Google +LinkedInPinterestYouTubeInstagramTwitterFacebook

Veteran Services: Jobs

Jobs

When you leave the military, the biggest question is "what's next?" It's a scary job market right now, but the skills you've received in the military make you highly marketable. The Legion sponsors dozens of veterans hiring fairs each year, and our employment experts also provide tips to writing resumes, networking and making a strong impression in the interview process.

News

« Back to Jobs News

SBA supports veteran small businesses

SBA supports veteran small businesses
Photo by Noel St. John

In a report addressed to President Obama and timed to coincide with the current media focus on Veterans Day, the U.S. Small Business Administration (SBA) has released a list of recommendations designed to encourage the growth of the veteran-owned small business community.

The 32-page report was issued on Nov. 8 by the Interagency Task Force on Veterans Small Business, which was created in April 2010 by President Obama. Participants of the task force included seven federal agencies and four veterans service organizations, including The American Legion. At the recommendation of American Legion Economic Division director Joe Sharpe, the Legion was represented by former Economic Commission Chairman Dan Dellinger, a highly experienced small businessman. Dellinger says the group began bi-monthly, public meetings in September 2010 with conference calls to augment the sessions.

In the end, the task force created 18 recommendations for veteran small business development. Dellinger explains, "One of the first things we did was to extend SBA's Patriot Express program for another three years. We did that even before this (SBA) report came out. If we saw something that we could implement immediately, we did."

The SBA's Patriot Express program provides low-interest loans for the start-up, development and expansion of veteran owned small businesses. The program was set to expire last December.

Dellinger also talked of the task force's efforts to better facilitate the acquisition of small business seed and support money. "We wanted to streamline the process to get SBA loans," he said. "It was mind boggling. You basically had to take classes in order to apply for these loans. The paperwork, we thought, was too extensive, so we worked to simplify it."

In its report, the task force recommends making more money available for veteran and service-disabled, veteran-owned small businesses. One method is to "leverage new and existing lending commitments as a vehicle to increase access to capital." Another is to "increase awareness access and utilization of microloans in the veteran-owned small business community." The SBA's micro-loan program provides small, short-term loans to small business concerns by making funds available to specially designated intermediary lenders, who then make loans to eligible borrowers. The average micro-loan is about $13,000 with a maximum of $50,000.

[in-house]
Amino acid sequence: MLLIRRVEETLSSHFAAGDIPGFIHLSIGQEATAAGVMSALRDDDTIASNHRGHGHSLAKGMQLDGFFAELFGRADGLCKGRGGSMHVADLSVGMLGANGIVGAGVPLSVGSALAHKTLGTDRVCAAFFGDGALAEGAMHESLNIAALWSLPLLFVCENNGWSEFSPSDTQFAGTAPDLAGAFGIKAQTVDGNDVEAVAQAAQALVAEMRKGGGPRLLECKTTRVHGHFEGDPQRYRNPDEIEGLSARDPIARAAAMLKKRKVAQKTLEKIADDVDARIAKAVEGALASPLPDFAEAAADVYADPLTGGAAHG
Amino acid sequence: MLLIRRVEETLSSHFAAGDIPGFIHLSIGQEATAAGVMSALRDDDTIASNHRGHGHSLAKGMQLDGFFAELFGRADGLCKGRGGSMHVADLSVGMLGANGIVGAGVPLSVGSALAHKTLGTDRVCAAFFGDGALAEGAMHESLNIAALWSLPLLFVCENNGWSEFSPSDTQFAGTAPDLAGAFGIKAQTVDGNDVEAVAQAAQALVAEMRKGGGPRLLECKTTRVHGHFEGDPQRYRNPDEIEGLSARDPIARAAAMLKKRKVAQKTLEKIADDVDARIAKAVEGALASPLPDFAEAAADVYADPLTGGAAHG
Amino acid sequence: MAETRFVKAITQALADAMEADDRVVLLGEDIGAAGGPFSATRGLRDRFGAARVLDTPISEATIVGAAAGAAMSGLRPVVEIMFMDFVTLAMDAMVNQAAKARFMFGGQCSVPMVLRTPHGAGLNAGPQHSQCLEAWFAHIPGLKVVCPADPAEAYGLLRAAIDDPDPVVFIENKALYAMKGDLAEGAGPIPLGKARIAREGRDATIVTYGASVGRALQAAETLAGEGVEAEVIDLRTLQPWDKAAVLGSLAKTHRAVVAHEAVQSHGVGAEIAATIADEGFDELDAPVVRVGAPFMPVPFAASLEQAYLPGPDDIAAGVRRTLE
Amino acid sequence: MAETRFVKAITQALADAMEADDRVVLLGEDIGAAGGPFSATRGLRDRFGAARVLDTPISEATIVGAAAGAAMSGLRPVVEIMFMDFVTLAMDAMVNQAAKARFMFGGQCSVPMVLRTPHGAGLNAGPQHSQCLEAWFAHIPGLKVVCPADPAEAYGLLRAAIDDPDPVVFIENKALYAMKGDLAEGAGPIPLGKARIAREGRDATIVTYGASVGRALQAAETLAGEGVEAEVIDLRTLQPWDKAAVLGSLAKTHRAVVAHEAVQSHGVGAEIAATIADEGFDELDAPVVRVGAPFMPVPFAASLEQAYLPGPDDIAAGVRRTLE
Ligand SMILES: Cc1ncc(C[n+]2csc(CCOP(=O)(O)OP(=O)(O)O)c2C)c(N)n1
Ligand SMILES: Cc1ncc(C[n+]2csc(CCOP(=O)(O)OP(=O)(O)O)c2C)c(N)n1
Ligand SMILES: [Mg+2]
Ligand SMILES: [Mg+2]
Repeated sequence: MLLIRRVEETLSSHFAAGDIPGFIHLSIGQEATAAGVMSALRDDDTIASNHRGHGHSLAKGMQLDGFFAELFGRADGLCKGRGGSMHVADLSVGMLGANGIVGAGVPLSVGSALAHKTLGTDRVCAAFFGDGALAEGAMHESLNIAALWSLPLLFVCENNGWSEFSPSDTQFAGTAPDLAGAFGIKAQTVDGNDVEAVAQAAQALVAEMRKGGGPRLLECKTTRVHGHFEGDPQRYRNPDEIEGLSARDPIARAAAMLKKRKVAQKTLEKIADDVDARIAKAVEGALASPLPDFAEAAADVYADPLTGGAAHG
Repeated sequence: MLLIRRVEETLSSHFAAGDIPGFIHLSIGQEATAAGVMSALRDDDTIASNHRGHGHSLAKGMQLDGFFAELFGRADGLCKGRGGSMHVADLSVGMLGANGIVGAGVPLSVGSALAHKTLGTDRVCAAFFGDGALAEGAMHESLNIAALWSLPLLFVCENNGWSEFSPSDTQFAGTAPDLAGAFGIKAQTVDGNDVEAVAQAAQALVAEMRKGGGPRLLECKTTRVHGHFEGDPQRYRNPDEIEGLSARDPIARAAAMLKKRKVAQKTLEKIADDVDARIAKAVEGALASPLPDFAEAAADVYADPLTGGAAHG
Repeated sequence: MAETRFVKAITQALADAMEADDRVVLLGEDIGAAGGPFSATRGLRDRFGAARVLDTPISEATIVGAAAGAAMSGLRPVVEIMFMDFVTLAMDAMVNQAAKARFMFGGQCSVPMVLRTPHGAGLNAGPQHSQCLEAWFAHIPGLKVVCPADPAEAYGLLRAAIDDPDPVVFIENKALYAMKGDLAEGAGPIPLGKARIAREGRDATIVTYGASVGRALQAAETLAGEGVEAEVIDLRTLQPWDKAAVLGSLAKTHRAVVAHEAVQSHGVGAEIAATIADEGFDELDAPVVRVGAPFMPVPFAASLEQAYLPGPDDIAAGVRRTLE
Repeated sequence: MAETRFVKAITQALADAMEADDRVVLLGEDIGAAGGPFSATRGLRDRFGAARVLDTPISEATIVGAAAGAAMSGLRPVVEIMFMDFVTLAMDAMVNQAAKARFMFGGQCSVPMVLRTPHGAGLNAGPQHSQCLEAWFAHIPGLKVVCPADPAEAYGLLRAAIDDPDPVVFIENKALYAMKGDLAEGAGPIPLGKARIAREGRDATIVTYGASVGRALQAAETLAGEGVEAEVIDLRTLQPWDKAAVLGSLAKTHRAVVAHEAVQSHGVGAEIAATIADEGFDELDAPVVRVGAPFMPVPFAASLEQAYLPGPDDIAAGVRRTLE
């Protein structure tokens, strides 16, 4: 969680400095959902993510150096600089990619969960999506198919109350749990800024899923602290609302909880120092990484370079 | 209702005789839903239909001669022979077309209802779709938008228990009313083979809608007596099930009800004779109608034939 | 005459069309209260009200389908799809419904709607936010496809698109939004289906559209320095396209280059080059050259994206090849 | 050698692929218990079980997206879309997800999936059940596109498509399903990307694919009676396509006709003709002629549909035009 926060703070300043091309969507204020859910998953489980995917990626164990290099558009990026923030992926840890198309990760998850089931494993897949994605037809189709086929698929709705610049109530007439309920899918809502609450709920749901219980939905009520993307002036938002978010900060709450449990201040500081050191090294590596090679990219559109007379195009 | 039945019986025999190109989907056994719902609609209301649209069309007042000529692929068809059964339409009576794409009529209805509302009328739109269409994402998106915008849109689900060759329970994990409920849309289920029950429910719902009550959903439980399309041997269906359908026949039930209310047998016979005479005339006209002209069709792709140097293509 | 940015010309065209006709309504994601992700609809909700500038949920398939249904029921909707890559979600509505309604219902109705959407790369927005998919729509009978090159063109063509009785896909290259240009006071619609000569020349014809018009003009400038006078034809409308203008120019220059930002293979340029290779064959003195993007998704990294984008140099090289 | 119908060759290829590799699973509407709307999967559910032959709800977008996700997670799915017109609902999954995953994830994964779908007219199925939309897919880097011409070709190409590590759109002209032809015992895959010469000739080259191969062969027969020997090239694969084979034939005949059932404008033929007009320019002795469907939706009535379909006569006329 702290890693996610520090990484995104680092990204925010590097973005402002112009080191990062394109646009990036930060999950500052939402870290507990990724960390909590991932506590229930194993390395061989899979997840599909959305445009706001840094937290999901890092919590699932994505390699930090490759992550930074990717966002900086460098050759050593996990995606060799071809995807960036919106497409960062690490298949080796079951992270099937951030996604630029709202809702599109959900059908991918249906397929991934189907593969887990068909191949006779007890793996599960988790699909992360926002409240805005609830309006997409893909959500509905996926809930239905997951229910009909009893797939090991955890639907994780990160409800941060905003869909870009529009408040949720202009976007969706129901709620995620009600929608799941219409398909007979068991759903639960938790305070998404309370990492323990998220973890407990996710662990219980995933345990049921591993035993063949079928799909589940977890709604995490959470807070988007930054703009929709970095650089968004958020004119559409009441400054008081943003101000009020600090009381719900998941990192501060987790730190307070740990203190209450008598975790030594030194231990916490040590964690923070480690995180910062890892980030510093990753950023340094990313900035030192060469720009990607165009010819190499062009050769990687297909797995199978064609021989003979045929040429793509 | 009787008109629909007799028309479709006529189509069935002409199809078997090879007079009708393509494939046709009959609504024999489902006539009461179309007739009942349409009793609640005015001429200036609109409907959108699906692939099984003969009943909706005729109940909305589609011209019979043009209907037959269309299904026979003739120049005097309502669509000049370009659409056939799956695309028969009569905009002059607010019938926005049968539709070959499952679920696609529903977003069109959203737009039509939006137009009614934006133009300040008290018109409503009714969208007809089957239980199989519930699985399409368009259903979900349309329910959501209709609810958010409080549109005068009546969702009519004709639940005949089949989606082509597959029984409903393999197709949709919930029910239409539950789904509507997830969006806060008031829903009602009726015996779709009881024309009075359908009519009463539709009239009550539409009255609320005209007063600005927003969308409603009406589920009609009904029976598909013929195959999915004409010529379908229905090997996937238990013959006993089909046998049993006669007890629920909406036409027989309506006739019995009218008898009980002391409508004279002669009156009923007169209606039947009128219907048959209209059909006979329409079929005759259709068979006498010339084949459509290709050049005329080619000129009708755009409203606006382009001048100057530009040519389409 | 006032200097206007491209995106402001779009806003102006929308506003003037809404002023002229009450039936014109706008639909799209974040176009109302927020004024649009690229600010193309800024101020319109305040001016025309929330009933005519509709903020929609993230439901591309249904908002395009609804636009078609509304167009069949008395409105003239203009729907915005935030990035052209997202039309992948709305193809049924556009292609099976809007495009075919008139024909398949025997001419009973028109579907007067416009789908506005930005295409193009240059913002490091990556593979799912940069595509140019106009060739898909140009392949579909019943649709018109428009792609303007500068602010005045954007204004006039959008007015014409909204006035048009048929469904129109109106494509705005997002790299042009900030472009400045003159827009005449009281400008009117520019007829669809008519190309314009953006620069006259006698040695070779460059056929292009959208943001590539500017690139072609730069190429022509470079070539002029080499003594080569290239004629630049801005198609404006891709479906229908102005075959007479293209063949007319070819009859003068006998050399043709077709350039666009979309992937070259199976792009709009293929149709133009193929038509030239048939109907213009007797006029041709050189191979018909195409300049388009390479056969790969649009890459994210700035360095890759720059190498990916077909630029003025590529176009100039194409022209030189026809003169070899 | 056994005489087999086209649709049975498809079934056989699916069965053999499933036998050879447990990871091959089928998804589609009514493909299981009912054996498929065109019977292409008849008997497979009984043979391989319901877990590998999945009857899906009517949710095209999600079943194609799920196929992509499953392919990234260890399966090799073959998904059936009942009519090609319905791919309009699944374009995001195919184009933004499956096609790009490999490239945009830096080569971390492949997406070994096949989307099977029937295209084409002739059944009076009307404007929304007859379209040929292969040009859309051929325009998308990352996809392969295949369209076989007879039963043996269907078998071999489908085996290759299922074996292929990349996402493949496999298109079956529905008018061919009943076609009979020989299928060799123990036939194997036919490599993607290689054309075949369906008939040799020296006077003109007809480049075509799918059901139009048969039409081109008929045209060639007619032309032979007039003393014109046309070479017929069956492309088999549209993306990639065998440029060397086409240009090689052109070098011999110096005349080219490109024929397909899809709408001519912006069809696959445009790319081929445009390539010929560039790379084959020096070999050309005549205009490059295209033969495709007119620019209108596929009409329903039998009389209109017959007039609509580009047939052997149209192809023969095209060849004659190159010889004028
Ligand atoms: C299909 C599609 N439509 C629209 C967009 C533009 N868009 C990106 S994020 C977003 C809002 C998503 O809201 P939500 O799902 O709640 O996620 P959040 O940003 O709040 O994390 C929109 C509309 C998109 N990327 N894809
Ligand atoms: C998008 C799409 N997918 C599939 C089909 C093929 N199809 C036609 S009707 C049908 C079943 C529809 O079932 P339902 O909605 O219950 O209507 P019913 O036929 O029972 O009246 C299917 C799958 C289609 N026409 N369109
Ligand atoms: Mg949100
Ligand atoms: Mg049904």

Another recommendation from the report is to "vest the GI Bill benefits as a property right, allowing veterans to use funds for both education and small business creation activities such as counseling and business financing." Dellinger expanded on this idea. "Some of the people who are in the service currently - which includes National Guard and reserve members - already have academic degrees, so educational benefits as they are now aren't really relevant. We thought, ‘Why not apply the monies that would have been expended on education toward small business opportunities?'"

The Department of Defense's Transition Assistance Program (TAP), which prepares soon-to-be discharged servicemembers for re-entry into civilian life, also drew the attention of the task force. Dellinger said the group would like to see the TAP curriculum expanded to include education about entrepreneurship. "Over the next five years," Dellinger said, "I think there are supposed to be a million servicemembers transitioning out. So, we felt it was increasingly important to give those who want to start a small business an educational background through the TAP program on how to not only go into business, but succeed in it."

Dellinger was asked what he thought the fate of the recommendations contained in the Veterans Small Business report will be. He replied, "I think what's going to happen is that the areas that are going to require money will basically languish at this point, until we get through the economic crisis we're in. But some of the other recommendations that don't require actual money - other than what's already been set aside, such as the expansion of the TAP curriculum - will go forward."

Finally, Dellinger offered praise for fellow members of the task force. "It's been an honor to serve with everybody on the committee from other veterans organizations and the government. It was very gratifying to see the government agencies work together. They went across their boundaries to help our service men and women and our veterans achieve their dreams of owning a small business."

Dellinger said it is his understanding that the task force may remain in existence for another year to monitor implementation of its recommendations.

Besides involvement in the Interagency Task Force on Veterans Small Business, The American Legion has been, for the past several years, staging free-of-charge small business development workshops for entrepreneurial veterans wishing to do business with the federal government. The Legion's Economic Division also maintains a Small Business Task Force to encourage the creation and growth of veteran-owned businesses.

 

More in Veterans Career Center